by Matt Migliore
As manufacturers continue the never-ending quest to improve process efficiency, one would think the pump – the driving force behind most fluid handling systems – would be viewed as a key area of opportunity for savings. However, such is often not the case, as many end-users still view pump specification from a component selection and first-cost perspective rather than from a larger systems design and lifecycle cost point-of-view. And while the advent of pump and pipe modelling software has taken some of the complexity out of selecting pumps and determining pipe dimensions and design points, these tools, in and of themselves, do not effectively address the issue of pumping systems optimization.
“One of the easiest and often overlooked ways to make a dramatic impact on process performance is through pumping systems efficiency,” says Mike Pemberton, manager of energy performance services for ITT’s Plant Performance Services segment (Figure 1). In order to ensure the efficiency of pumping systems, Pemberton says users must broaden their view from a focus on the pump itself to include all of the relevant system components and application parameters that ultimately affect the pump’s performance over time. By doing this, users will be forced to consider not only the up-front cost of the pump, but also the lifecycle costs of the entire pumping system.
“End-users often have written pump specifications that dictate the type of pump components and sometimes component efficiency, yet the specification does not dictate the overall system efficiency,” says Pemberton. “The ultimate goal should be to deliver the fluid with a system that has maximum reliability and minimum energy costs.” As such, he advises users to write system efficiency requirements directly into their pump specifications. Then, if a fixed-speed design can”t meet the system efficiency range requirements, alternate configurations, such as multi-pump or variable-speed control, can be considered.
According to Pemberton, lifecycle costing requires tools and techniques that are not commonly found within end-user facilities. As such, he recommends end-users work with a reputable supplier to ensure they have a firm grasp on the total operating cost of the pumping systems they are designing. Pemberton also cites Pump Systems Matter – an initiative sponsored by the Hydraulic Institute (HI) and pump-related companies – as an organization that offers education, guidebooks and tools to assist in the lifecycle costing process. Pump Systems Matter’s core focus is on the energy, efficiency and economics of pumping systems.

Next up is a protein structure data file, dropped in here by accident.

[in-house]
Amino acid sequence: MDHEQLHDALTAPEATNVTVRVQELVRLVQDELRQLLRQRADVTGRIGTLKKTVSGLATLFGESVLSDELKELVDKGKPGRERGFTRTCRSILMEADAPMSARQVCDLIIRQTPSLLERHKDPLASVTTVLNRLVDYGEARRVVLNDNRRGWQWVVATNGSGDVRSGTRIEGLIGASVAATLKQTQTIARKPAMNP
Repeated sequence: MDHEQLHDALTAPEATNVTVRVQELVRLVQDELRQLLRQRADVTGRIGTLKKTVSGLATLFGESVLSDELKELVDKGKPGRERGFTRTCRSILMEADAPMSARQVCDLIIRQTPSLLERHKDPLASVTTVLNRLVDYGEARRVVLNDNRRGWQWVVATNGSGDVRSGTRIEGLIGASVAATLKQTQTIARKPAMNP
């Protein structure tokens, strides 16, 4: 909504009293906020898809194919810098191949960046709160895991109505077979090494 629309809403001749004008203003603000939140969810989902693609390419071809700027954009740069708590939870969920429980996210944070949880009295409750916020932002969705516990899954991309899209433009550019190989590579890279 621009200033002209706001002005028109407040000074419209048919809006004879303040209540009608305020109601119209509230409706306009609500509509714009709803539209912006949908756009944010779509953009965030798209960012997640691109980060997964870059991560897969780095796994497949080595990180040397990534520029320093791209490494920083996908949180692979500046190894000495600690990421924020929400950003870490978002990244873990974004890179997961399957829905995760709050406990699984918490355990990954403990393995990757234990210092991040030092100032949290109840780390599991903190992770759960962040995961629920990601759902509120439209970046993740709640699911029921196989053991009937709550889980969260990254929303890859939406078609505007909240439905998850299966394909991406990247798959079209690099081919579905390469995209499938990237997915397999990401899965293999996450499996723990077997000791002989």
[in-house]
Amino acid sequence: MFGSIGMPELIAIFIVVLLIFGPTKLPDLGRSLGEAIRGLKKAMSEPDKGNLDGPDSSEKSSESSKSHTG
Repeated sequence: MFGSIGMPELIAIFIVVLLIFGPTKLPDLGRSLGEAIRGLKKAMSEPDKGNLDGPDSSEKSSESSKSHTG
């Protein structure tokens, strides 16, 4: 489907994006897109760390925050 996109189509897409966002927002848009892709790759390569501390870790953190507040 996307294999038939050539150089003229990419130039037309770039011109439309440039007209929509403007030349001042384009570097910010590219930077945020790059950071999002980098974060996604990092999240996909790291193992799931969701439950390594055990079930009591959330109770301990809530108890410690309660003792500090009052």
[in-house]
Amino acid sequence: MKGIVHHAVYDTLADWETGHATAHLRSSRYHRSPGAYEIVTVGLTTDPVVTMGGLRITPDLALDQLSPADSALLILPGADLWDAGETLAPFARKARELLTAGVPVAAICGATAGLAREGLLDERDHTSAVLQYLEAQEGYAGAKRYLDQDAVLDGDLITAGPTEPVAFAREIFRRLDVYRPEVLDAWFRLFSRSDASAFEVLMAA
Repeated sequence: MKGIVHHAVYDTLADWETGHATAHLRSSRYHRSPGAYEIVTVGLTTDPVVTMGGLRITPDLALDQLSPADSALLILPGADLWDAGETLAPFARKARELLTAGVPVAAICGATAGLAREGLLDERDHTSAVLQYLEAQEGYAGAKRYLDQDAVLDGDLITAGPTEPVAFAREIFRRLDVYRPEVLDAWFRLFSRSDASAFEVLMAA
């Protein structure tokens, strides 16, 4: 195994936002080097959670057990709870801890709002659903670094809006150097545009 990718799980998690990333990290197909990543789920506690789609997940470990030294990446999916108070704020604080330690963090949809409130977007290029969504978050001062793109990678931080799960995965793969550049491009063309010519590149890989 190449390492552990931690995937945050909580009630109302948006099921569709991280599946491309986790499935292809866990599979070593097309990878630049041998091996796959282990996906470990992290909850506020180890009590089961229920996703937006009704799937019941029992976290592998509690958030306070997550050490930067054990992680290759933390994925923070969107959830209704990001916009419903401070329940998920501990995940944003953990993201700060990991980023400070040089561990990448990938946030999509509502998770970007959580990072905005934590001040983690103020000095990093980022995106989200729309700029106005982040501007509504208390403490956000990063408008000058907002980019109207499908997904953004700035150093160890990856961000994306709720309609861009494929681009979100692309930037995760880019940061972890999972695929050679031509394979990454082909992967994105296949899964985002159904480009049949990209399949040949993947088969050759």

Prior to actually designing a pumping system, end-users should gather certain key pieces of information to ensure the system is optimized to meet the application needs. Greg Case, president of Pump, Design Development & Diagnostics LLC (PD3), and an HI “Standards Partner,” says it is critically important for the end-user to have a strong understanding of the actual day-to-day requirements of the system. He says guesstimates will not suffice, and building the system to meet the requirements of the “100-year-flood” scenario typically results in a pumping system that is rather inefficient under normal operating conditions.
If emergency protection is a key requirement for the system, Case says the end-user should take a modular approach in building up the system to meet such extreme scenarios. For example, he says rather than employing a really large pump for an application that typically does not require it, an end-user would be wise to deploy a pump that better meets the day-to-day application needs, with a second pump in parallel that can kick on to support periods of high demand. Or, in instances where high flow results in high piping friction, Case says a variable-frequency drive (VFD) could be used to effectively support periods of peak demand.
By entering the design phase armed with relevant application information (fluid properties, viscosity, etc.) and a full understanding of the system requirements, Case says users will be prepared to intuitively make smart decisions about how to build an appropriate pumping system for their application needs.
Prior to entering the design phase, ITT’s Pemberton says it is important for the end-user to identify a project partner that can assist with the lifecycle costing process. “Pump manufacturers are increasingly offering services to help end-users and design engineers lifecycle cost their systems early in the design process,” says Pemberton. “To accomplish this requires that preliminary design data be provided to the supplier; i.e., design point and various duty points.”
Best Practices & Pitfalls
“It is often said that 90 percent of pump problems occur on the suction side of the pump,” says Case. Given this, he says one of the most critical best practices end-users can employ to ensure the long-term reliability of their pumps is to, whenever possible, ensure the liquid level in the suction tank is above the inlet to the pump (suction head condition). Further, he says users should strive for a net positive suction head margin of 1.3 or three feet above the NPSHr of the pump, whichever is greater.
Outside the flanges of the pump, Case recommends five diameters of straight pipe between any elbow or device that abruptly changes the direction of flow and the pump inlet. While he acknowledges that a suction diffuser might enable a piping arrangement where it is possible to get away with less than five diameters, Case says some diffusers work better than others, and the user really needs to be sure the technology works before employing it in a tight piping scenario. “In my opinion, not having that five diameters is penny wise and pound foolish,” says Case. “If you’re looking for best practices, that’s a best practice.”